injunctions: American Cyanamid v Ethicon
(1975)

10.7 Explain the implications for damages of 10.7 Survival of deceased's right of action: Law
the death of the claimant Reform (Miscellaneous Provisions) Act 1934;
claims for financial loss and bereavement:
Fatal Accidents Act 1976, Administration of
Justice Act 1982

10.8 Analyse the law on remedies 10.8 Analysis to include nature of assessment of
damages, particularly in case of personal
injury and death; giving monetary values to
injury and trauma; predicting levels of
compensation etc

10.9 Apply the law on remedies to a given 10.9 Application of the law to a complex scenario
situation

10.10 Critically evaluate a given issue or 10.10 A reasoned opinion of likely legal
situation to predict probable legal implications, including remedies and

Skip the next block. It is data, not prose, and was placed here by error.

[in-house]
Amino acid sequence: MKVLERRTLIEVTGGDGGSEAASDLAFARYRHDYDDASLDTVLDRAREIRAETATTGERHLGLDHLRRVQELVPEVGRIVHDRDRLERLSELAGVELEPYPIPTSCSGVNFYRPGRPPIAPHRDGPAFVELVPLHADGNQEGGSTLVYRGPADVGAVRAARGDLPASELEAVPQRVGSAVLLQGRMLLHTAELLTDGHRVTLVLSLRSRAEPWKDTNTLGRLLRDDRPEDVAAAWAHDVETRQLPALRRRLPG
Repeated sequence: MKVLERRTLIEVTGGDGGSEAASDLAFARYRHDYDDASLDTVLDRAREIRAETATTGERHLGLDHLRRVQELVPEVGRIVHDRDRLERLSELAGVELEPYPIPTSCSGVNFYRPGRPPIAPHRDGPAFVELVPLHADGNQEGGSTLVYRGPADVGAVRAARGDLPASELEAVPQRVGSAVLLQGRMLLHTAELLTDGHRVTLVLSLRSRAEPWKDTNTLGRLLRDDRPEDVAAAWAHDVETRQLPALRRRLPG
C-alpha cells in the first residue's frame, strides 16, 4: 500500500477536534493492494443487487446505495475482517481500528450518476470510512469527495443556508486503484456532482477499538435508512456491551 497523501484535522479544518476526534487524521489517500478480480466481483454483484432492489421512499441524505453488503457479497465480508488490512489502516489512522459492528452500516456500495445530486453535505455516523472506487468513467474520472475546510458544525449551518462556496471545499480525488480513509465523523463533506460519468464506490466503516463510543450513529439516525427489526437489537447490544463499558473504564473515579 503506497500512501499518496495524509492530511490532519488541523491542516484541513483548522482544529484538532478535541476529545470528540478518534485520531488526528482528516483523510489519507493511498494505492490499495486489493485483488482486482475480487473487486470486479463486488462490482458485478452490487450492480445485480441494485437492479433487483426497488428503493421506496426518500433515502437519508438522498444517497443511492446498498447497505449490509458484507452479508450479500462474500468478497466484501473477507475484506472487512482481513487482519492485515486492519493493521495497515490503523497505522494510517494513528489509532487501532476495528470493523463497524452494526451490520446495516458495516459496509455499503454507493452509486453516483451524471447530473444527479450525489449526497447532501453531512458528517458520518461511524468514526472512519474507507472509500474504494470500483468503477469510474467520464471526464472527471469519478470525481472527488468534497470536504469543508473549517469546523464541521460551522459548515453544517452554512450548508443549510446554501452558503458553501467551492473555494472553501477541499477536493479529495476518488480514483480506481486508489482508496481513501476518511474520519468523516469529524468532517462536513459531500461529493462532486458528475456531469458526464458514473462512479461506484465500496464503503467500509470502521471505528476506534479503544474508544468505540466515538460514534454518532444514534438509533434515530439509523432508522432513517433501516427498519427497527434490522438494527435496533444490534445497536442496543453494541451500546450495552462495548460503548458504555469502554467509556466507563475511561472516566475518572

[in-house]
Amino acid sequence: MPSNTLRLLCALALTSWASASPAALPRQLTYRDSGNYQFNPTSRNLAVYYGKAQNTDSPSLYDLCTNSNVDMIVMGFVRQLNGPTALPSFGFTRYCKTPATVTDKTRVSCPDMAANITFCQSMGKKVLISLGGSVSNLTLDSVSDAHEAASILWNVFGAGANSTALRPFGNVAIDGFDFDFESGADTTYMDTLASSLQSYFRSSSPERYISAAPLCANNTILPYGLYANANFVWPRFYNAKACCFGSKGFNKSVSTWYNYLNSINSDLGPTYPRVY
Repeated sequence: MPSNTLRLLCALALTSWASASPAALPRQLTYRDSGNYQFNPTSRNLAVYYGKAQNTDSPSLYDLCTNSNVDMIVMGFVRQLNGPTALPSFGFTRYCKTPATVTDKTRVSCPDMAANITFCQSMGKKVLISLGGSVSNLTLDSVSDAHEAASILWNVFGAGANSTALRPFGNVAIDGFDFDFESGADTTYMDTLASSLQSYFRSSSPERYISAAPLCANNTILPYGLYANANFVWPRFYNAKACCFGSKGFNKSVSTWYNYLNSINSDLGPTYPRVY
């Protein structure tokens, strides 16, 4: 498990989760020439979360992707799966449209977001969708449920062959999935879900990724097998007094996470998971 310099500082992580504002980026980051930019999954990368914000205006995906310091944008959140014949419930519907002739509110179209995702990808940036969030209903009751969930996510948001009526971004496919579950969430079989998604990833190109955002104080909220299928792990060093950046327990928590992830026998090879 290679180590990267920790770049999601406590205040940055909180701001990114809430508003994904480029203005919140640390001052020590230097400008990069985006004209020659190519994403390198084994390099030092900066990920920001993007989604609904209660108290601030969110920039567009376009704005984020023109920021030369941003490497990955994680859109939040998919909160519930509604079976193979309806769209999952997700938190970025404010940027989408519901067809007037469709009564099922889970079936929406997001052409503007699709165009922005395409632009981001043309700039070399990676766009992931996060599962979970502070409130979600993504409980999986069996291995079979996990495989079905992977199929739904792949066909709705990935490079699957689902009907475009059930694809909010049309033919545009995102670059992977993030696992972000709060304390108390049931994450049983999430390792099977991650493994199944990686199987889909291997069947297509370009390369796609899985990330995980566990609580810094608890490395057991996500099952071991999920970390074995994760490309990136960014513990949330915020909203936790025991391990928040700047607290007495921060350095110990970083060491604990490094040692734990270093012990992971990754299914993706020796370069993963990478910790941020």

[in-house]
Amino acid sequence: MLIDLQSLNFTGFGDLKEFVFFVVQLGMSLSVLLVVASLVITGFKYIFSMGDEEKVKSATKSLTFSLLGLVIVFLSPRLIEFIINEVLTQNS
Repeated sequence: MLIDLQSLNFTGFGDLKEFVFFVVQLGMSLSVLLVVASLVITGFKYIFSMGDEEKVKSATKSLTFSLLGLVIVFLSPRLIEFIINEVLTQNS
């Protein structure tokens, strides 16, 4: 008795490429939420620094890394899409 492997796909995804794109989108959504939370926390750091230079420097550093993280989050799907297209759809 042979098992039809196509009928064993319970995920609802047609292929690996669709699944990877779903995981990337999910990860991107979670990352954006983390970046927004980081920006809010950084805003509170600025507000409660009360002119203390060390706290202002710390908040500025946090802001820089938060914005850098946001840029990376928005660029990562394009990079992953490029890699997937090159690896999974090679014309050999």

implications defences, where appropriate

This specification is for 2015 examinations


Additional information about the unit
Unit aim(s) To accredit a broad and detailed understanding of
the Law of Tort
Unit expiry date 31 March 2015
Details of the relationship between the unit This unit may provide relevant underpinning
and relevant national occupational knowledge and understanding towards units of the
standards (if appropriate) Legal Advice standards; specifically, Unit 44
Personal Injury Legal Advice and Casework
Details of the relationship between the unit Na
and other standards or curricula (if
appropriate)
Assessment requirements specified by a Na
sector or regulatory body (if appropriate)
Endorsement of the unit by a sector or Na
other appropriate body (if required)
Location of the unit within the 15.5 Law and Legal Services
subject/sector classification
Name of the organisation submitting the CILEx (Chartered Institute of Legal Executives)
unit
Availability for use Available to all Awarding Bodies to award credit
(shared)
Availability for delivery 1 September 2009

This specification is for 2015 examinations